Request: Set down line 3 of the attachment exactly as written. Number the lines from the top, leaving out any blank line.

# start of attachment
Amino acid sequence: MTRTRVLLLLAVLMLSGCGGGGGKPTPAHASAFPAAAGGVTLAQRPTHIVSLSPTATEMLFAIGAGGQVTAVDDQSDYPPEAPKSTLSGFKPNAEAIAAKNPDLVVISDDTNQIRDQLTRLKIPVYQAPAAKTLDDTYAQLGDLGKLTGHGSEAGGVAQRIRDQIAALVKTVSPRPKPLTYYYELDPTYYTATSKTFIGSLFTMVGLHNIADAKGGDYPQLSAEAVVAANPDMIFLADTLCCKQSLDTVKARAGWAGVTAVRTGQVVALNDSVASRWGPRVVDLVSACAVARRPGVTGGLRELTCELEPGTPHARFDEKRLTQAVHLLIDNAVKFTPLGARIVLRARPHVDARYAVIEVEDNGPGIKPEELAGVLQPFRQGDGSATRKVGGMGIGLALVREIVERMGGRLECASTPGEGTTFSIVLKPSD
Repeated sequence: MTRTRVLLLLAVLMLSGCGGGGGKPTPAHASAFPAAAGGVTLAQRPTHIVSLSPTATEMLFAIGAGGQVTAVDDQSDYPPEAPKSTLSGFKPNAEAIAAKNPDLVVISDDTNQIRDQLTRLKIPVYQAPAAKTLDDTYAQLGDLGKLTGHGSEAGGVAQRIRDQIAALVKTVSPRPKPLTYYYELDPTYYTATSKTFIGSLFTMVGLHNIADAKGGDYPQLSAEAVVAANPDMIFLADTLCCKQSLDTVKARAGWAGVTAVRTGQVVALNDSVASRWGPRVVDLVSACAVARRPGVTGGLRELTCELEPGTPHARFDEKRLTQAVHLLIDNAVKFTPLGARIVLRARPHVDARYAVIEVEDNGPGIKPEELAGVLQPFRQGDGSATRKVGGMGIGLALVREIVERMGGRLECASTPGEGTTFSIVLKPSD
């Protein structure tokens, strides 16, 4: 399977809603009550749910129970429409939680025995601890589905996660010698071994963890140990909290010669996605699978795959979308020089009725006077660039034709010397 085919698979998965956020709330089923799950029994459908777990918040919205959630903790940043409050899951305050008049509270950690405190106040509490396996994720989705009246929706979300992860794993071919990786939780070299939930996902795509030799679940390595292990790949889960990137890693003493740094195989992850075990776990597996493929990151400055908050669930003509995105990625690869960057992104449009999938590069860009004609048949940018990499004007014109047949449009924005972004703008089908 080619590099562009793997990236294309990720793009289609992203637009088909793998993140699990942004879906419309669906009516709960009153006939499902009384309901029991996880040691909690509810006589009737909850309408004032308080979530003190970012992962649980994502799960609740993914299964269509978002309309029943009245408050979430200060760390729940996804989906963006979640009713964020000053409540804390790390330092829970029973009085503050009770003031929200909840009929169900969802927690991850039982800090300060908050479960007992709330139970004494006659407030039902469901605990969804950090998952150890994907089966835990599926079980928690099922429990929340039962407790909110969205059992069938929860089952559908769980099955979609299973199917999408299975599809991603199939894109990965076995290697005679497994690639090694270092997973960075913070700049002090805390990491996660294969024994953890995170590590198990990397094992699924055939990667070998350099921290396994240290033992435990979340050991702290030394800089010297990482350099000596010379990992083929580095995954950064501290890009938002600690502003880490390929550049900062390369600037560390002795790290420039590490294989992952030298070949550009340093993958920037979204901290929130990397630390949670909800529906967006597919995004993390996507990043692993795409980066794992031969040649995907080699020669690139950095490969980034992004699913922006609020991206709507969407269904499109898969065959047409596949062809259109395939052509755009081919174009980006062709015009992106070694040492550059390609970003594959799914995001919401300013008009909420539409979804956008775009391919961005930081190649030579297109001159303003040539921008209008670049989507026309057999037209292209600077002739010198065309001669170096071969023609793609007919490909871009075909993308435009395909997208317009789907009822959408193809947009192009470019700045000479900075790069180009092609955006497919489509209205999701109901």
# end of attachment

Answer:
């Protein structure tokens, strides 16, 4: 399977809603009550749910129970429409939680025995601890589905996660010698071994963890140990909290010669996605699978795959979308020089009725006077660039034709010397 085919698979998965956020709330089923799950029994459908777990918040919205959630903790940043409050899951305050008049509270950690405190106040509490396996994720989705009246929706979300992860794993071919990786939780070299939930996902795509030799679940390595292990790949889960990137890693003493740094195989992850075990776990597996493929990151400055908050669930003509995105990625690869960057992104449009999938590069860009004609048949940018990499004007014109047949449009924005972004703008089908 080619590099562009793997990236294309990720793009289609992203637009088909793998993140699990942004879906419309669906009516709960009153006939499902009384309901029991996880040691909690509810006589009737909850309408004032308080979530003190970012992962649980994502799960609740993914299964269509978002309309029943009245408050979430200060760390729940996804989906963006979640009713964020000053409540804390790390330092829970029973009085503050009770003031929200909840009929169900969802927690991850039982800090300060908050479960007992709330139970004494006659407030039902469901605990969804950090998952150890994907089966835990599926079980928690099922429990929340039962407790909110969205059992069938929860089952559908769980099955979609299973199917999408299975599809991603199939894109990965076995290697005679497994690639090694270092997973960075913070700049002090805390990491996660294969024994953890995170590590198990990397094992699924055939990667070998350099921290396994240290033992435990979340050991702290030394800089010297990482350099000596010379990992083929580095995954950064501290890009938002600690502003880490390929550049900062390369600037560390002795790290420039590490294989992952030298070949550009340093993958920037979204901290929130990397630390949670909800529906967006597919995004993390996507990043692993795409980066794992031969040649995907080699020669690139950095490969980034992004699913922006609020991206709507969407269904499109898969065959047409596949062809259109395939052509755009081919174009980006062709015009992106070694040492550059390609970003594959799914995001919401300013008009909420539409979804956008775009391919961005930081190649030579297109001159303003040539921008209008670049989507026309057999037209292209600077002739010198065309001669170096071969023609793609007919490909871009075909993308435009395909997208317009789907009822959408193809947009192009470019700045000479900075790069180009092609955006497919489509209205999701109901």